ESPNDB -- ESPN's answer to Wikipedia -- has been in the works for a while and is launching imminently. It's a very good idea, if only because this is a knowledge-driven service to fans that ESPN can and should own. Oh, and Wikipedia has proven that fans LOVE this stuff.
Will sports fans trust it more than Wikipedia? The products do different things -- ESPNDB sounds like it will be driven by professional content; Wikipedia is driven by crowd-sourced expertise and enthusiasm for getting the information correct.
In that, ESPNDB has an edge on "authority"; the question is whether it has an edge on "authenticity" -- or comprehensiveness. Would ESPNDB update with Matt Stafford's bio within minutes of his being drafted next week? I guarantee you it will on Wikipedia.
I would advise two things as ESPNDB gets off the ground -- and it sounds like they have big plans for it and the initial version isn't the final version:
(1) Make it as open as possible. I appreciate that professional content is the competitive differentiator that ESPN brings, but don't underestimate the power of passionate fans not only WANTING to help, but providing extremely valuable research. Otherwise, it's just a static almanac.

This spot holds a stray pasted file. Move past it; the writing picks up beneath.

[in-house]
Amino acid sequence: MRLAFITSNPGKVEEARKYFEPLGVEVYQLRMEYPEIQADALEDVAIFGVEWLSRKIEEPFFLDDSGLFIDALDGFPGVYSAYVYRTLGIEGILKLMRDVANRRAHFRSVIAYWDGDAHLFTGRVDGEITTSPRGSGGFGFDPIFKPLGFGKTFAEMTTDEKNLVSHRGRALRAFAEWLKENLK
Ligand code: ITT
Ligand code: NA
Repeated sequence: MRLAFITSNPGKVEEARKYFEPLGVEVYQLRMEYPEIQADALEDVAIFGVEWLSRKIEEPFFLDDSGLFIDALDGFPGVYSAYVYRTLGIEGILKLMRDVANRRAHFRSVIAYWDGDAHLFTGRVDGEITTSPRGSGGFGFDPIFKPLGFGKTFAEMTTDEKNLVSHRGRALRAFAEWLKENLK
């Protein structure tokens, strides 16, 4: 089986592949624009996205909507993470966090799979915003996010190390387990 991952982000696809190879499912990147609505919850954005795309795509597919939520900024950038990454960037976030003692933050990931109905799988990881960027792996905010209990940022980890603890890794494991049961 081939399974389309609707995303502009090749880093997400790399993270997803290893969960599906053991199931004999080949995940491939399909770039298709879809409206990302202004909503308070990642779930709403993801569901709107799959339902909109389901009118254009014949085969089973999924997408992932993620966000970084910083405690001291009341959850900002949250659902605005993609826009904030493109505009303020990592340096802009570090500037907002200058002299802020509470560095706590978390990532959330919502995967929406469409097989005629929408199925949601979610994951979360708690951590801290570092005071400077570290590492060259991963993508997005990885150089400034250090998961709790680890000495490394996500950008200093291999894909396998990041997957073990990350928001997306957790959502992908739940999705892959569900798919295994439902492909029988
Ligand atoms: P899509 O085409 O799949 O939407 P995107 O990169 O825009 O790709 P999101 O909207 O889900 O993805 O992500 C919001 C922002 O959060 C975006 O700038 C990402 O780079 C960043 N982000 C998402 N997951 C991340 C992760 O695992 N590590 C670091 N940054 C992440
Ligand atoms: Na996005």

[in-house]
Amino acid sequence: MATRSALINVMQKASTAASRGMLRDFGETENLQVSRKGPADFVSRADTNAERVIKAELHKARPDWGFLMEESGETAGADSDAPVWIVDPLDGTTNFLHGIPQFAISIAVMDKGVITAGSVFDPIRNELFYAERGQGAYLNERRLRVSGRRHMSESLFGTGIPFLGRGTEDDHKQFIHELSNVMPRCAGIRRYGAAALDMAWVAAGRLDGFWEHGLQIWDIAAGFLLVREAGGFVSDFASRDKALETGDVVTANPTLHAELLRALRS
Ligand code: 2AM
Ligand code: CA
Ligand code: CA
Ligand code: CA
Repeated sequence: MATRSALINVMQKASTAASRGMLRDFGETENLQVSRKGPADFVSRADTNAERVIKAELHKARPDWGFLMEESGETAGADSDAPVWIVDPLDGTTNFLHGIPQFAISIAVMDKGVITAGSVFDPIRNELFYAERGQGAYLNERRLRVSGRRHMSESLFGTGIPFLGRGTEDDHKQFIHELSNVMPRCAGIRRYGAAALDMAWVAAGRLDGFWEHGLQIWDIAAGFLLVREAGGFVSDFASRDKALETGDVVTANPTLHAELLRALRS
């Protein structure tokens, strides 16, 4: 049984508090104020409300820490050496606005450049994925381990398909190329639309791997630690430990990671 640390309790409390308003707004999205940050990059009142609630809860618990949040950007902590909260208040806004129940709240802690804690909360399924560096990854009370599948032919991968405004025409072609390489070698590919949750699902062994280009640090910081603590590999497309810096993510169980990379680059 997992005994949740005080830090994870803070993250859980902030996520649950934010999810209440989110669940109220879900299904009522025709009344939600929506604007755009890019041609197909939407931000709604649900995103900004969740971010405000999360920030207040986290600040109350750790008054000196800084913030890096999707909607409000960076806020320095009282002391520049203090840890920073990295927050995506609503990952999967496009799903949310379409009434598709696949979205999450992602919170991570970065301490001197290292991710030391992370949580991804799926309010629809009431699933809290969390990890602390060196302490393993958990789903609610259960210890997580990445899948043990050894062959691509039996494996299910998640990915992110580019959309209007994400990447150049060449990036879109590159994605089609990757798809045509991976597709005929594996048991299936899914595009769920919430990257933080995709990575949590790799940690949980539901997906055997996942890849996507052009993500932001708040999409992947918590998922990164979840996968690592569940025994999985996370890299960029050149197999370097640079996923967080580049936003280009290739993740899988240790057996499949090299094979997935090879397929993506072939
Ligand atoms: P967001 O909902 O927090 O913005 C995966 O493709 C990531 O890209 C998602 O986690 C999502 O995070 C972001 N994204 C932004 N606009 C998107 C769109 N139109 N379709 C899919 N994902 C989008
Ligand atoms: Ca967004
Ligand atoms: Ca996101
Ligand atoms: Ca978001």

(2) SEO. SEO. SEO. Yes, ESPNDB can and will have a valuable place accompanying article pages on ESPN.com. But my default for sports research is Google. And Wikipedia rules because when I type in "Matt Stafford" into Google, Wikipedia's entry pops up first -- directly ahead of ESPN.com's "player card" page.
But with the right user experience -- including involving the users -- ESPN.com's player page (with a healthy complement of ESPNDB information) could become the preferred click for fans.
Like ESPN's move into local online media with this week's launch of ESPNChicago.com, ESPNDB is not blazing new ground, but fast-following in a way that ESPN can own.